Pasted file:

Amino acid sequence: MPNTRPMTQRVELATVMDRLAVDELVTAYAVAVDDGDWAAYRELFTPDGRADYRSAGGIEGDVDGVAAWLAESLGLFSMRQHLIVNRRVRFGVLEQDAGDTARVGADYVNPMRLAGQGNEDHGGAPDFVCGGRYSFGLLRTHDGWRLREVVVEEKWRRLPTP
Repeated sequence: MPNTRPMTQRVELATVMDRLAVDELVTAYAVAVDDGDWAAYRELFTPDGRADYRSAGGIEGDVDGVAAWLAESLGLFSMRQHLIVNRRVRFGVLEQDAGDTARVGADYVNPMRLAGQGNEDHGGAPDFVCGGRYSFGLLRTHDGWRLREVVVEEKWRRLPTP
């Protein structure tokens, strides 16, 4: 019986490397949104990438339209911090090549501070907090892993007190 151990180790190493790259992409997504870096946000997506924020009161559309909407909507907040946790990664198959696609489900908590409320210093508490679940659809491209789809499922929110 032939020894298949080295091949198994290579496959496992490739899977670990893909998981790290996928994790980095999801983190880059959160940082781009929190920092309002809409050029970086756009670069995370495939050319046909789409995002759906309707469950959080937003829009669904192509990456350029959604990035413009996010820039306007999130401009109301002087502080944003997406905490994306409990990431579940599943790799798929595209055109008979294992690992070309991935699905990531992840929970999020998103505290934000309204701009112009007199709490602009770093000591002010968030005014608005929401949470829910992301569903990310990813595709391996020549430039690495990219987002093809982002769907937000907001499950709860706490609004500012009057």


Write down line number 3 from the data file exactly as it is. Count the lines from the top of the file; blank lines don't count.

């Protein structure tokens, strides 16, 4: 019986490397949104990438339209911090090549501070907090892993007190 151990180790190493790259992409997504870096946000997506924020009161559309909407909507907040946790990664198959696609489900908590409320210093508490679940659809491209789809499922929110 032939020894298949080295091949198994290579496959496992490739899977670990893909998981790290996928994790980095999801983190880059959160940082781009929190920092309002809409050029970086756009670069995370495939050319046909789409995002759906309707469950959080937003829009669904192509990456350029959604990035413009996010820039306007999130401009109301002087502080944003997406905490994306409990990431579940599943790799798929595209055109008979294992690992070309991935699905990531992840929970999020998103505290934000309204701009112009007199709490602009770093000591002010968030005014608005929401949470829910992301569903990310990813595709391996020549430039690495990219987002093809982002769907937000907001499950709860706490609004500012009057």